Monday 9 July 2018
The first process in preparing for polishing is cleaning up. If the job is suitable you may have been able to polish the inside show-wood of the carcass before glue up. If so that will make cleaning glue squeeze-ut very much easier.
You might also have used either hot or cold animal glue which cleans up much more easily and does not resist colours or finishes as strongly as PVA adhesive.
If you have not been able to use these strategies, and you have not been able to mask adjacent surfaces against squeeze out, then you will have a long job papering off the excess glue.
I gave an introduction to the use of papers last month. The rule is to start with a coarse one such as 180 or 240 grit and work through the numbers up to 400 grit.
Use each paper until you can no longer see the scratches from the previous grade of paper when you wet the surface with water or white spirit. This wetting has nothing to do with raising the grain; at this stage all you are doing is using the liquid to increase the reflectivity of the surface so that you can see surface defects more easily.
Make sure that you paper with the grain, not across it.
Raising the grain
Once you have reached a stage where there are no imperfections on the surface when viewed in raking light, see panel, you can raise the grain and give the surface a last papering with a fine paper.
How fine you go is your choice but it needs to be at least 320 grit on close-grained timbers and 240 is barely enough on coarse timbers. I always work to finer papers than these but I am also accused of being a perfectionist.
You could use a random orbital sander on the coarser grits but the final papering should be by hand.
Grain-filling and sealing
If you are using a coarse timber and do not want an open-grained finish then now is the time to fill the grain. You have several choices. You can use sanding sealer, shellac and pumice or a proprietary grain filler.
I do not like the coloured proprietary grain fillers because they can tint the timber.
Shellac and pumice is the old-fashioned way but it is time-consuming. I tend to use it only for antiques and for the flat show surfaces.
That leaves sanding sealer. This is a thick-bodied polish that is applied heavily with a brush and then hand sanded back. It does seem a bit crazy that the bottle of sealer that you have paid for ends up as sanding dust on the workshop floor but that is the price that you pay for an easy finish.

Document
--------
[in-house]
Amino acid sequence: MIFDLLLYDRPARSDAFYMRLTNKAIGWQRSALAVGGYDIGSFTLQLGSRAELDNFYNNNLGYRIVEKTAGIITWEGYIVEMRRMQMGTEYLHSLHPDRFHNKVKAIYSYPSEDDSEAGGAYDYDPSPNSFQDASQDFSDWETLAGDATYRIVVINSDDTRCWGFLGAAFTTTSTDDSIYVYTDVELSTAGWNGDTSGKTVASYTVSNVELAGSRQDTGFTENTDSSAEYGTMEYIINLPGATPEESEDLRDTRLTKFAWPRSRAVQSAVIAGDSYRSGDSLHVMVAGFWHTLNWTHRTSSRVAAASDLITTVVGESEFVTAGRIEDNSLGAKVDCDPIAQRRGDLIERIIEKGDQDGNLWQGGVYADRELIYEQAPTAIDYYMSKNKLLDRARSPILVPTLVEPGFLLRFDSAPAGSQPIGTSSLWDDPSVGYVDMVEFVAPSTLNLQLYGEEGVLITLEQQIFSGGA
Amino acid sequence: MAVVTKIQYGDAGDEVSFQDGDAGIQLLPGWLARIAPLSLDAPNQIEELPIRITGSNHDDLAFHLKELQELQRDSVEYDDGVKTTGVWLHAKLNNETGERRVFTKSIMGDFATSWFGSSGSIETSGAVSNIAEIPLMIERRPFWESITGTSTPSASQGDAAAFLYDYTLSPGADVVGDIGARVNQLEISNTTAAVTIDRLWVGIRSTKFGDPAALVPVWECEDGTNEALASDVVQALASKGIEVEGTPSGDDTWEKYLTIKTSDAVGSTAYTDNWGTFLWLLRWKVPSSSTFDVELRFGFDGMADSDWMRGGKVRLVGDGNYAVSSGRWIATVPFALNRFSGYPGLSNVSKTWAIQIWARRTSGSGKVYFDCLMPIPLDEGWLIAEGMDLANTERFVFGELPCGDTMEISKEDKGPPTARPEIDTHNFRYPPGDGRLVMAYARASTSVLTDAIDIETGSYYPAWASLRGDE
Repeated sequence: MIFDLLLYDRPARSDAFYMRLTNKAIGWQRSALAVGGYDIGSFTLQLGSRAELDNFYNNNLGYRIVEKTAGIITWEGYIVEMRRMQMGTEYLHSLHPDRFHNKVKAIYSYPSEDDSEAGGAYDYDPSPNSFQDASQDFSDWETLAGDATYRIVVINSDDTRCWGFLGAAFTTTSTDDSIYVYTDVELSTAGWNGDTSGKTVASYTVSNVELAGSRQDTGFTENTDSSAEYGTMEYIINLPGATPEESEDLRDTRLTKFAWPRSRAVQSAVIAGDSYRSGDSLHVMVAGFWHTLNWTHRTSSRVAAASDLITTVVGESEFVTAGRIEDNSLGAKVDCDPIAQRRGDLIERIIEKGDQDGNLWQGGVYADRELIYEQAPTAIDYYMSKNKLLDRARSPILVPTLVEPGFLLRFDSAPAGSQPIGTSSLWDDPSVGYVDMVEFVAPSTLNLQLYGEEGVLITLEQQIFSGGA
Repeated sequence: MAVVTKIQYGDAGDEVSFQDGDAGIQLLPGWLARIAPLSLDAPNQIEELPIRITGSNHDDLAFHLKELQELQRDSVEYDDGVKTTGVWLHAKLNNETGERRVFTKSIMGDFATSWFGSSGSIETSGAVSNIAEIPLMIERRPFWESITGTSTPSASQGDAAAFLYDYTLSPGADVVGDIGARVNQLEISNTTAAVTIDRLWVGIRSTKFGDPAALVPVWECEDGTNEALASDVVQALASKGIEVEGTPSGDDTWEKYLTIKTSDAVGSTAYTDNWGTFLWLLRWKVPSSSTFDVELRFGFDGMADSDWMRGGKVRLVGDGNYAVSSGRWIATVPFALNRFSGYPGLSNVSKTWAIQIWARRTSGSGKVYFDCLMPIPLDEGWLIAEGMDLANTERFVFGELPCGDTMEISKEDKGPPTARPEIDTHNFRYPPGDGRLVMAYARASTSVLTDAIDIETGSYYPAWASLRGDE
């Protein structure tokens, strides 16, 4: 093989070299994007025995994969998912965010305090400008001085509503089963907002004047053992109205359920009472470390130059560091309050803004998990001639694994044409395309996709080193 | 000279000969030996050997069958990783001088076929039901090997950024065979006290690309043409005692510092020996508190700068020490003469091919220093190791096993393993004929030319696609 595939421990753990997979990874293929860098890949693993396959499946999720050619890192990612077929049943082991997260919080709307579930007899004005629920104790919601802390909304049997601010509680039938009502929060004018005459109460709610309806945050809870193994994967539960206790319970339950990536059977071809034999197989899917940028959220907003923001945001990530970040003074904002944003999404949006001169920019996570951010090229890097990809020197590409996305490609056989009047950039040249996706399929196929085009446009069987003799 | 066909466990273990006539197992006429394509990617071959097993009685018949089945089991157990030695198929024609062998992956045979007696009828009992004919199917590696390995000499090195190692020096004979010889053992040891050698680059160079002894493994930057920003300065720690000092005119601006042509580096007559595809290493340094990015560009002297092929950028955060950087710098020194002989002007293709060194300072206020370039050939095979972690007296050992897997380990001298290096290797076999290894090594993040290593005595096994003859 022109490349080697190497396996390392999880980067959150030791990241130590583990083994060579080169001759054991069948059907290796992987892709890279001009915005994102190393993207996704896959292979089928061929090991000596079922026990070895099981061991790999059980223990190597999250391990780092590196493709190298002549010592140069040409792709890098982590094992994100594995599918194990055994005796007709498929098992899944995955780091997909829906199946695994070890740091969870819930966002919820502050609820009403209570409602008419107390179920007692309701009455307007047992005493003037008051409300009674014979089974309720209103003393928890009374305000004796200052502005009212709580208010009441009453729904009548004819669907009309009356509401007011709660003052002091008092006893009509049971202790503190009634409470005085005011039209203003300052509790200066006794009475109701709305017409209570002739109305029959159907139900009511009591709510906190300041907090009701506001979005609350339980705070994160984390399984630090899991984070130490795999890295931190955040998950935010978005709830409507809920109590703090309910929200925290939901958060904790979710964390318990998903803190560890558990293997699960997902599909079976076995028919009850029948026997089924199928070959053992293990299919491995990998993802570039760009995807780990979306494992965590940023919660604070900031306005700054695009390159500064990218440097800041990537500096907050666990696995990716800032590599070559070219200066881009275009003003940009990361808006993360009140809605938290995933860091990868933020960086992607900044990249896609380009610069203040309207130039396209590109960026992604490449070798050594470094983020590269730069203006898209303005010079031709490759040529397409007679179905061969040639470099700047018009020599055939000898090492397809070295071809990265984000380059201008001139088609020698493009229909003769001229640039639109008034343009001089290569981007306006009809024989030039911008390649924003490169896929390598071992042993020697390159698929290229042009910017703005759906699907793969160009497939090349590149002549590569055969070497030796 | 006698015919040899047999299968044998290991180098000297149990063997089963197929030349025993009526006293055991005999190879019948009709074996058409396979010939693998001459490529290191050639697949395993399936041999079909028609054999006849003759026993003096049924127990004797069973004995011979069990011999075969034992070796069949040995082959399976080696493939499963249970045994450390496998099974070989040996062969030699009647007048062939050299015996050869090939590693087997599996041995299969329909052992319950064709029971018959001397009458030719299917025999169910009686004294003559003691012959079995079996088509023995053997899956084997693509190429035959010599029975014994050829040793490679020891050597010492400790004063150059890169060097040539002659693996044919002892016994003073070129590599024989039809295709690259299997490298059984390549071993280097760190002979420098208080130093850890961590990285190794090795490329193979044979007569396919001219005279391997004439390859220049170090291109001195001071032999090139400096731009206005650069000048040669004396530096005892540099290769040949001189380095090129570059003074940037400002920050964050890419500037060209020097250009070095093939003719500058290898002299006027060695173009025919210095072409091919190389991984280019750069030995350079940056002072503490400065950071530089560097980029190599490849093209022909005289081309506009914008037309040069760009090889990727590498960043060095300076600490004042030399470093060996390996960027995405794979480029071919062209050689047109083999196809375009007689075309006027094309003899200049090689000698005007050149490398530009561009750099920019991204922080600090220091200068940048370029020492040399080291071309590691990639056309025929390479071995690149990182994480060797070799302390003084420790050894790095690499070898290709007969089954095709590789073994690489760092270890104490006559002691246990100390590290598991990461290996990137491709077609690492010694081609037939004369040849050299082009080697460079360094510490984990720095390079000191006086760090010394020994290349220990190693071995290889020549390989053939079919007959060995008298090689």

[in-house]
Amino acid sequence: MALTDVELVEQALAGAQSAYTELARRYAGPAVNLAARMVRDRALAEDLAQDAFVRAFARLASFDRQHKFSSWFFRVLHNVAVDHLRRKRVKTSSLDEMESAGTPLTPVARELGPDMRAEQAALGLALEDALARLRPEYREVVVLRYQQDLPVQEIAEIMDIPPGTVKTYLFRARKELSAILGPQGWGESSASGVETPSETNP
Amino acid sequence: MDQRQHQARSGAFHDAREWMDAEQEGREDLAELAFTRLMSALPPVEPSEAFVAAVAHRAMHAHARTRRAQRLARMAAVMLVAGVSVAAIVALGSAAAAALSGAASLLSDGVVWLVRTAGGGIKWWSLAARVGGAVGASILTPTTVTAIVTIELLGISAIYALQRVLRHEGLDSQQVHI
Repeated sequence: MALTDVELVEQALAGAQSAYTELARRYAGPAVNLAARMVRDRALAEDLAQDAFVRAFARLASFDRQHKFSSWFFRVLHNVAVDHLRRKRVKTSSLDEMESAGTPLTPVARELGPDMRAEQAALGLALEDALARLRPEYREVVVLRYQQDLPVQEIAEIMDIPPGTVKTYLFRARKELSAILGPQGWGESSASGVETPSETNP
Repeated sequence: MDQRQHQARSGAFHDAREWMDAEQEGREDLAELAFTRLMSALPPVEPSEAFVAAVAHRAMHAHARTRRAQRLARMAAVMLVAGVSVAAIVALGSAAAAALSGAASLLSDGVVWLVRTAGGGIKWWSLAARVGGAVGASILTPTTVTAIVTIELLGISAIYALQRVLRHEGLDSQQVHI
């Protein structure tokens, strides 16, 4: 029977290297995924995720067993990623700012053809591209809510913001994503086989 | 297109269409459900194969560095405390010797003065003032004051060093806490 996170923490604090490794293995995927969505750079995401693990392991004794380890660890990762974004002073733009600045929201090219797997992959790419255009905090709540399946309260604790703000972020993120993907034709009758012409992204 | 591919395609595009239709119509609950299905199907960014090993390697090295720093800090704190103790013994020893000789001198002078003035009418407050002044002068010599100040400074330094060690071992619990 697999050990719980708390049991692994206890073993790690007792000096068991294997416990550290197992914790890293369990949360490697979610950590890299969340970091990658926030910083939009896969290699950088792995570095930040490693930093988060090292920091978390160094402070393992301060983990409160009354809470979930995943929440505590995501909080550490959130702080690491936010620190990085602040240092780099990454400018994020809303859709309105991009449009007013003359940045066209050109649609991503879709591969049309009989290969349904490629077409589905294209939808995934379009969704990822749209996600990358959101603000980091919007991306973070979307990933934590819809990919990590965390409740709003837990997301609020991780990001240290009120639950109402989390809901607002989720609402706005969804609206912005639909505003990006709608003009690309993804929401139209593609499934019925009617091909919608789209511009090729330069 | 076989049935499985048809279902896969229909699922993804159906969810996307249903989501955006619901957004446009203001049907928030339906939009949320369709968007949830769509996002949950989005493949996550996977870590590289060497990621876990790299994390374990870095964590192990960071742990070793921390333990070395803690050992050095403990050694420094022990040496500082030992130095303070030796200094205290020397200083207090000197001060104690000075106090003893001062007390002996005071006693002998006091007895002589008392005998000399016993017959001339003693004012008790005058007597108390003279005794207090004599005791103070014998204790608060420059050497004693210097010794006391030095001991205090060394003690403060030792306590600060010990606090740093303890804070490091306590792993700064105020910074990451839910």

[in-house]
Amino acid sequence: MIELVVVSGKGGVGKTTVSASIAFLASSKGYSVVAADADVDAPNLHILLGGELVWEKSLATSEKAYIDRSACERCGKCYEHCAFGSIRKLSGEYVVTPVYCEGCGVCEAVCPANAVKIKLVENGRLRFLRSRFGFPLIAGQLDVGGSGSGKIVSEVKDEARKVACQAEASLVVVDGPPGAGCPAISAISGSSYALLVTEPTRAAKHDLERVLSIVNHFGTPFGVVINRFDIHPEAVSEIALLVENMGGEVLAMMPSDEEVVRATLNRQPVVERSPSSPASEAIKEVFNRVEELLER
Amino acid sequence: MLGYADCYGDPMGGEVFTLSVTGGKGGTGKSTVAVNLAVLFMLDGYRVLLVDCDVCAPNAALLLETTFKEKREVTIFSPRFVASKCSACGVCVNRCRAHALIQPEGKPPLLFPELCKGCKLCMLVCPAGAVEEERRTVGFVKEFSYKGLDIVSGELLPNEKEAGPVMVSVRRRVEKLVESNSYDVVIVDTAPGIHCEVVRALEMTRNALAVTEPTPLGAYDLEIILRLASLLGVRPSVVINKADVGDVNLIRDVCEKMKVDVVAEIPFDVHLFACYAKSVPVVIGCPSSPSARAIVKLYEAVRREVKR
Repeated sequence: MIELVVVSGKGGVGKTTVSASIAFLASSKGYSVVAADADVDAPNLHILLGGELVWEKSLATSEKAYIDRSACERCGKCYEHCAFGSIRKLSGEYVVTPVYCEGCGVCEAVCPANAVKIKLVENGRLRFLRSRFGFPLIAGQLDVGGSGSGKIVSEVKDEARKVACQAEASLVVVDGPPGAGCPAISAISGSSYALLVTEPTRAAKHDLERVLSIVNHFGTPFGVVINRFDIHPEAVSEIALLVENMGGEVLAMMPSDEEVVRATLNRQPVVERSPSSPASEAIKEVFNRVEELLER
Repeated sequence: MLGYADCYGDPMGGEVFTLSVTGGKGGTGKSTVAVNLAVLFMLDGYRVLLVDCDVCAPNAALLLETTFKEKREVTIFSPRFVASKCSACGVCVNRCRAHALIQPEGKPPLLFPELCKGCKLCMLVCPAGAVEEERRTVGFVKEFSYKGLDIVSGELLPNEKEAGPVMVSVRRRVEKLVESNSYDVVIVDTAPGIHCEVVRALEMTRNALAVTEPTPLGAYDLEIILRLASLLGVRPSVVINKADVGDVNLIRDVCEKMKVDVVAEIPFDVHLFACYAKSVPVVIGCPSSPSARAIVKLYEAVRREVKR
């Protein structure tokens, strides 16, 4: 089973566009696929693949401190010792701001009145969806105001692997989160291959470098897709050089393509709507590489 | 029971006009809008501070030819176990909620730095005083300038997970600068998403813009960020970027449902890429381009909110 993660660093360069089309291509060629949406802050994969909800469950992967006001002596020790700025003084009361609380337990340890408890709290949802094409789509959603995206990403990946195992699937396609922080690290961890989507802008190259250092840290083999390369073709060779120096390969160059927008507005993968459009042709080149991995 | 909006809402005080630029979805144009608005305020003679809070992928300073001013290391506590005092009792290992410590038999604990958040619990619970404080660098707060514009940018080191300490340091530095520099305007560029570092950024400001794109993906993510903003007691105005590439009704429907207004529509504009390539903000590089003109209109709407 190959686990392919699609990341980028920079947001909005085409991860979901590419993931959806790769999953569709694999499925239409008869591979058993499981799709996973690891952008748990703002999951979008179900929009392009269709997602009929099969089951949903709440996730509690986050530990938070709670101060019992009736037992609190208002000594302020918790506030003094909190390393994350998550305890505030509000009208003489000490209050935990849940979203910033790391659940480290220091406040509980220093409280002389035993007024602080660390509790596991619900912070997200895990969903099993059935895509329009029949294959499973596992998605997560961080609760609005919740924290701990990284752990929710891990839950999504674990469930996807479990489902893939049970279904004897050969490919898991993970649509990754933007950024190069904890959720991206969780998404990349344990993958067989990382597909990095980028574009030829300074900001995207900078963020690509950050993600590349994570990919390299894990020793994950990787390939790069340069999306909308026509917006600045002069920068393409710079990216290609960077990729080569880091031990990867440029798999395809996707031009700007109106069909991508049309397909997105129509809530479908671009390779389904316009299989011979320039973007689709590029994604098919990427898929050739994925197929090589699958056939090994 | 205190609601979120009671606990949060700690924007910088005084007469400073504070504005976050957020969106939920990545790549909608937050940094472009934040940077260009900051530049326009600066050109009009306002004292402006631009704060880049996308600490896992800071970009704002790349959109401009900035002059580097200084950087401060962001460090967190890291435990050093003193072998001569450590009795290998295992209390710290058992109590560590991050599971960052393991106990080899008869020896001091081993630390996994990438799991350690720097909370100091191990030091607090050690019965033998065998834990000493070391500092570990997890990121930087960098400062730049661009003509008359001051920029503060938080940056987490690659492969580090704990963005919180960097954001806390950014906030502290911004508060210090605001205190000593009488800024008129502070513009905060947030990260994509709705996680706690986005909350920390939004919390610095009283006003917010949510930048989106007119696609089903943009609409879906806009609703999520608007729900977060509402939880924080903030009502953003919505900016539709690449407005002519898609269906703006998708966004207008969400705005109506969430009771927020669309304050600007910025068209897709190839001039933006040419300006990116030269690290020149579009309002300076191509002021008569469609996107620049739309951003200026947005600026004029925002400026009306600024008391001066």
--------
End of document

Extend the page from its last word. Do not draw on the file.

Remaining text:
One thing that needs to be remembered though is that the sealer will tend to sink into the grain so practise on a scrap of timber and decide after four weeks whether the appearance is what you wanted. It is easy enough to apply more sanding sealer.
Once the surface is sealed you can apply any filler that is needed. If you put filler onto bare timber then you would stain the surrounding surface. Of course you could mask the surrounding surfaces, but that choice will depend on the order in which you are doing things.
You see, there is a whole range of methods and sequences for applying finishing materials to timber. You have to learn how they all interact and what causes things to go wrong. That is what I am going to concentrate on next, how to assess the likely consequences of applying each particular material.
A finish consists of layers of material, one on top of each other. The timber is like blotting paper.
It absorbs clear materials and its reflectivity is changed.
It absorbs coloured materials and its colour is changed.
If the surface is covered with a material that dries flat and smooth then the timber appears shiny.
There is a whole range of adjectives used to describe the appearance of polished timber and some of them will appear contradictory, such as a flat surface appearing shiny. The only way to understand finishes is to get out some practice boards and use the materials.
By the way, a flat surface reflects light better than a wrinkled or dimpled surface, and that is why a polish that dries absolutely flat looks shiny.